No-one would expect to feel grateful for a diagnosis of MS but I am.
Life can take us on unexpected journeys. My world changed five years ago when a neurologist found a tumefactive MS lesion in my brain so large that I was referred to a neurosurgeon for the removal of what they thought was a brain tumour. However, a second MRI scan showed it dissipating so the surgeon rang with the ‘good news’ that it wasn’t a brain tumour but MS! I think he expected a more jubilant response from me as I tried to process how life might change.
While the fear of a brain tumour loomed large I vividly remember going for a walk on our nearby common and closing my eyes to feel the sun on my face. Despite the desperate situation, I realised how beautiful this world is and how much you want to cling onto the simplest of things.
As my experience with mindfulness and meditation has deepened this is still my favourite way to experience happiness – to close my eyes and imagine or feel the sun on my face.
I am hugely grateful for the enormous health benefits of the OMS diet, exercise and meditation changes and I truly believe I will have a very healthy old age. At the risk of sounding like a new age hippy (something I’m happy to be accused of!) I think an attitude of gratitude for the small things in life helps. And my life goal is to be in a viral video doing yoga aged 100!
I happened to find the OMS leaflet in my hospital waiting room and despite a rather disparaging response from the consultant I read the book as fast as I could. Everything was so well researched and made such good sense I seized the opportunity and hope it gave me. At the same time I stopped googling other gloomy MS charities who often present worst case scenarios. Instead, I loved reading the inspiring stories in the OMS book and in the great Facebook groups I discovered.
I found the diet part of OMS a fairly easy switch as I was already a pescatarian with dairy intolerance (I used to love cheese though!). I’m also gluten intolerant which adds an extra challenge to OMS but is perfectly doable. 18 months ago I became plant based which I believe is better for us, animals and the planet. I was already an exercise fan (yoga, dog walks, gym, spin classes, etc) but took longer to embrace meditation as I always seemed to have a mind that wanted to write shopping lists rather than just be in the moment! The headspace app really helped get me into the daily habit and I still use it everyday.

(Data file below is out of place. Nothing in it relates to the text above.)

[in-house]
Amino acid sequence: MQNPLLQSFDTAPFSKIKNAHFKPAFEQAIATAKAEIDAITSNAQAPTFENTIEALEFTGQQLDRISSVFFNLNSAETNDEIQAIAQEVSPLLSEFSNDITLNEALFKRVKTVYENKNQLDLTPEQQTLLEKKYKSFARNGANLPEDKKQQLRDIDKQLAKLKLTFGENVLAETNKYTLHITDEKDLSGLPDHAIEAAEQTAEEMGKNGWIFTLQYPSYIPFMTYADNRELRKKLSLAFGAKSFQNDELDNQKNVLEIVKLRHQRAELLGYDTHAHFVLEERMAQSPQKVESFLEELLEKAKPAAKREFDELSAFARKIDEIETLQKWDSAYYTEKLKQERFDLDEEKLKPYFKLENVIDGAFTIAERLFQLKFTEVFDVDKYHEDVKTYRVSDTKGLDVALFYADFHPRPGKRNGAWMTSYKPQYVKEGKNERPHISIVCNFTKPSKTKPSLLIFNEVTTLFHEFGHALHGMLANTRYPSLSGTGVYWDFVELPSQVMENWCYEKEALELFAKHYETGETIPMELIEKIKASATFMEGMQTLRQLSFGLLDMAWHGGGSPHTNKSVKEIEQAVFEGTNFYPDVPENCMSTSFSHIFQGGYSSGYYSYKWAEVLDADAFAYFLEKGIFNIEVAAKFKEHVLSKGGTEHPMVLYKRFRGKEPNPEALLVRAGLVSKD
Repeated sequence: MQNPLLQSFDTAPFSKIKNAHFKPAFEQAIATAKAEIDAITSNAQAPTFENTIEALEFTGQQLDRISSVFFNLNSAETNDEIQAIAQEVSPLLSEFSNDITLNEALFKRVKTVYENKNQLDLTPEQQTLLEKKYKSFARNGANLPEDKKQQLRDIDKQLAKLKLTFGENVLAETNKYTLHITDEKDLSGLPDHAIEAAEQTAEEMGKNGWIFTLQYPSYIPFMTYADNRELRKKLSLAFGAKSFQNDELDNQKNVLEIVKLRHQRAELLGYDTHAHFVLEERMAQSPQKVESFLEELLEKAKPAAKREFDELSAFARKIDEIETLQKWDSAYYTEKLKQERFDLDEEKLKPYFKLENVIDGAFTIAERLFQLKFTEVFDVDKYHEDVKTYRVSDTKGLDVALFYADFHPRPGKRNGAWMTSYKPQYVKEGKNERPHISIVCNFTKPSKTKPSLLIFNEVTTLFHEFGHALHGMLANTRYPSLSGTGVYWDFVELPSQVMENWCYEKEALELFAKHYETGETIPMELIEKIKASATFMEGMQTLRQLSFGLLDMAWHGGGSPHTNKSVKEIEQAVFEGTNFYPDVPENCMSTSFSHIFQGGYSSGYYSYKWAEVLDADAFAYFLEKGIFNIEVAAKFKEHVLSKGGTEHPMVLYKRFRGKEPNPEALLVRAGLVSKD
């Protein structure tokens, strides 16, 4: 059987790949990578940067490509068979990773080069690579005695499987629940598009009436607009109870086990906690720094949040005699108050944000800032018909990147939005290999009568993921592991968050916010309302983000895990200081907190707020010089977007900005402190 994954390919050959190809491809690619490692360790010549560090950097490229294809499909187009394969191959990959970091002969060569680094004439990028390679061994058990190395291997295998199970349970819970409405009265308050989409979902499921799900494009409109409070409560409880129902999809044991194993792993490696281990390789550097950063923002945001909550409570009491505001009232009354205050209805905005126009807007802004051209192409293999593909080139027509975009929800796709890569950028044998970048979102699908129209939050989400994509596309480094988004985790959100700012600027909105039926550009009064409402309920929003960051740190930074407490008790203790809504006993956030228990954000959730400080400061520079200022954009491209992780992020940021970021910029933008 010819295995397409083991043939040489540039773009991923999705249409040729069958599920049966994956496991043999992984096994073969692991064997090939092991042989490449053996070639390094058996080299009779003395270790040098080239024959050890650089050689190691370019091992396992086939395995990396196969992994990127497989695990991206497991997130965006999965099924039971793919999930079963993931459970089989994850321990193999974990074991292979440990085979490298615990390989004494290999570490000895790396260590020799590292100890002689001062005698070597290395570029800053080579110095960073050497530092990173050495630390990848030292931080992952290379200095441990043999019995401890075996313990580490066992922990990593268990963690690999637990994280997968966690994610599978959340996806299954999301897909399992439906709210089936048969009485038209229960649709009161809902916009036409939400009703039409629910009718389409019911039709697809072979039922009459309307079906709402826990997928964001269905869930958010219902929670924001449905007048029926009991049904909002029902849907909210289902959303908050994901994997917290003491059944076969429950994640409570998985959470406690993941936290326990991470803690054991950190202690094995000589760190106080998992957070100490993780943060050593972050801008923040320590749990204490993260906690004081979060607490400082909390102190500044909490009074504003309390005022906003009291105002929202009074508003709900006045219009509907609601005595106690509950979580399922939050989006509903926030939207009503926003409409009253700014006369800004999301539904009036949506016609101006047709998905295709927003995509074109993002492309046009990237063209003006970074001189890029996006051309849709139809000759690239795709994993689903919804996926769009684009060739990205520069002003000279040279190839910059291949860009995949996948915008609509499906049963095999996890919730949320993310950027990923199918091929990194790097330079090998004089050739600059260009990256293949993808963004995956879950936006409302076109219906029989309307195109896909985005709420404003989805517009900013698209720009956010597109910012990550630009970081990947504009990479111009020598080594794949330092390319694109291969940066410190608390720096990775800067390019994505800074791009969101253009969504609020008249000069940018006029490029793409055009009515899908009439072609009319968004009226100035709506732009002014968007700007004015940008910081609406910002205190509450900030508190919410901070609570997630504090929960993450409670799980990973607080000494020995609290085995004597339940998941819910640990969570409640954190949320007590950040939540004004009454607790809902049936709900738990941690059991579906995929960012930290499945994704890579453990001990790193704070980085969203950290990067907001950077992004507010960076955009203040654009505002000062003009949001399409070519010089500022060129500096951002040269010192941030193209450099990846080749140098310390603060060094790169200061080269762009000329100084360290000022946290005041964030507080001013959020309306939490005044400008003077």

My favourite part of the day is mornings and I think a good routine really helps set you up for the day. I start with drinking water, do two quick yoga sun salutations to stretch out creaking bones, followed by a walk to the boat ferry if I’m working in the office or a walk with our dog around the common if I’m working from home. I meditate on the boat or when I’m walking with Digby our dog. My daily treat is a latte with oat or hazelnut milk, and sometimes (probably not often enough) I try and be extra healthy with a celery juice. I usually do a 16/8 hr fast too so I don’t eat food until lunchtime.
I was so lucky to have found OMS and get started on it right away – and am so grateful to Professor George Jelinek and Linda Bloom for spreading the word. I very quickly felt so healthy and positive that I was in charge of my recovery (not relying on a drug) thanks to OMS.
In the spirit of ‘whatever it takes’ I had some life-changing specialist atlas orthogonal chiropractic treatment which straightened the atlas bone in my neck and removed my heavy leg feeling and the beginnings of foot drop. I think if you have any aches and pains it is worth investigating the root cause so that you can get your body in the best shape for healing. I also found other people who have made a significant contribution to my recovery, like David Hamilton and his research into the power of the mind in healing. It is more than just positive thinking – it is true belief that we are actively recovering.
Celebrating my five year OMS birthday
Five years on, I’m confident enough to say I’ve recovered. My neurologist has now classified the MS diagnosis as benign. I still have tingling in hands and feet and if I’m a bit rundown or tired some minor symptoms like a droopy lip/slightly slurred speech may come back. But I don’t count them as a relapse – just an opportunity to focus on my self care and enjoy some more de-stressing.
I’m also extremely grateful the amazing support I’ve had from family and friends - it’s made such a difference.
I hope if you’re currently worrying about what a diagnosis of MS might mean for you – just dive into OMS and look forward to a long and healthy life!